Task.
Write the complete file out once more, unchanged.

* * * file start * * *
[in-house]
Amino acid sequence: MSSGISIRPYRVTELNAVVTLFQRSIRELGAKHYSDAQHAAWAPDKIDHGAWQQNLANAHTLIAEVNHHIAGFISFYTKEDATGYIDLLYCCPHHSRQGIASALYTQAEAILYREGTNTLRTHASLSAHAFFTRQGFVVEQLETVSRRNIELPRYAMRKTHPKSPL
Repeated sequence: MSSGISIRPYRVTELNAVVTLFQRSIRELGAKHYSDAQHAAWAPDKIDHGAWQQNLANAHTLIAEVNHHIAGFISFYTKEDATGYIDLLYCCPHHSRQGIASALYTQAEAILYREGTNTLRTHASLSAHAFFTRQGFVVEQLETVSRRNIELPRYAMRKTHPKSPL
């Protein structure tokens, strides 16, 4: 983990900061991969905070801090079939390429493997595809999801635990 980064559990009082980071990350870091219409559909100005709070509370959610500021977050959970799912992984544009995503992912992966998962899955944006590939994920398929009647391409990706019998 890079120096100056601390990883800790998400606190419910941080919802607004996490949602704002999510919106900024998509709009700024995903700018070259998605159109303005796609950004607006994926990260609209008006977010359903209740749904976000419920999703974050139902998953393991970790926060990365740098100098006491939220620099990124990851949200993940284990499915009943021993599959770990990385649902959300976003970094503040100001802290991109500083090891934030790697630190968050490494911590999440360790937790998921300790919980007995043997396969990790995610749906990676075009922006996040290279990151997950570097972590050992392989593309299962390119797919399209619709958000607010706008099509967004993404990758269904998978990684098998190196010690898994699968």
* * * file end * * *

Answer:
[in-house]
Amino acid sequence: MSSGISIRPYRVTELNAVVTLFQRSIRELGAKHYSDAQHAAWAPDKIDHGAWQQNLANAHTLIAEVNHHIAGFISFYTKEDATGYIDLLYCCPHHSRQGIASALYTQAEAILYREGTNTLRTHASLSAHAFFTRQGFVVEQLETVSRRNIELPRYAMRKTHPKSPL
Repeated sequence: MSSGISIRPYRVTELNAVVTLFQRSIRELGAKHYSDAQHAAWAPDKIDHGAWQQNLANAHTLIAEVNHHIAGFISFYTKEDATGYIDLLYCCPHHSRQGIASALYTQAEAILYREGTNTLRTHASLSAHAFFTRQGFVVEQLETVSRRNIELPRYAMRKTHPKSPL
């Protein structure tokens, strides 16, 4: 983990900061991969905070801090079939390429493997595809999801635990 980064559990009082980071990350870091219409559909100005709070509370959610500021977050959970799912992984544009995503992912992966998962899955944006590939994920398929009647391409990706019998 890079120096100056601390990883800790998400606190419910941080919802607004996490949602704002999510919106900024998509709009700024995903700018070259998605159109303005796609950004607006994926990260609209008006977010359903209740749904976000419920999703974050139902998953393991970790926060990365740098100098006491939220620099990124990851949200993940284990499915009943021993599959770990990385649902959300976003970094503040100001802290991109500083090891934030790697630190968050490494911590999440360790937790998921300790919980007995043997396969990790995610749906990676075009922006996040290279990151997950570097972590050992392989593309299962390119797919399209619709958000607010706008099509967004993404990758269904998978990684098998190196010690898994699968």